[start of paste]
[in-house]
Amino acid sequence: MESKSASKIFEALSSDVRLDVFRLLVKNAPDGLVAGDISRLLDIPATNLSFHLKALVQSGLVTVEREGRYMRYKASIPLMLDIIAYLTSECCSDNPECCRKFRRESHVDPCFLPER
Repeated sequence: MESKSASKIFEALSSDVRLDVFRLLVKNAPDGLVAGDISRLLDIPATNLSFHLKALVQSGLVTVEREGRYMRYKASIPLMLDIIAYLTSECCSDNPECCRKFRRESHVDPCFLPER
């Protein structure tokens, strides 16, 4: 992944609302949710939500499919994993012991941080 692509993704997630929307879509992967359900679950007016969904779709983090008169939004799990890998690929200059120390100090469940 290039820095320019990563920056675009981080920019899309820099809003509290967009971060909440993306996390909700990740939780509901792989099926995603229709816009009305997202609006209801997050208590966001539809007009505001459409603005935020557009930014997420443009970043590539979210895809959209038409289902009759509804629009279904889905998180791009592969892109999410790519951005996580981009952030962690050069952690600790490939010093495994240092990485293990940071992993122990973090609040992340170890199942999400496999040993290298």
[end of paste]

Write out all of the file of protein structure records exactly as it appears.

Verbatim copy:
[in-house]
Amino acid sequence: MESKSASKIFEALSSDVRLDVFRLLVKNAPDGLVAGDISRLLDIPATNLSFHLKALVQSGLVTVEREGRYMRYKASIPLMLDIIAYLTSECCSDNPECCRKFRRESHVDPCFLPER
Repeated sequence: MESKSASKIFEALSSDVRLDVFRLLVKNAPDGLVAGDISRLLDIPATNLSFHLKALVQSGLVTVEREGRYMRYKASIPLMLDIIAYLTSECCSDNPECCRKFRRESHVDPCFLPER
């Protein structure tokens, strides 16, 4: 992944609302949710939500499919994993012991941080 692509993704997630929307879509992967359900679950007016969904779709983090008169939004799990890998690929200059120390100090469940 290039820095320019990563920056675009981080920019899309820099809003509290967009971060909440993306996390909700990740939780509901792989099926995603229709816009009305997202609006209801997050208590966001539809007009505001459409603005935020557009930014997420443009970043590539979210895809959209038409289902009759509804629009279904889905998180791009592969892109999410790519951005996580981009952030962690050069952690600790490939010093495994240092990485293990940071992993122990973090609040992340170890199942999400496999040993290298």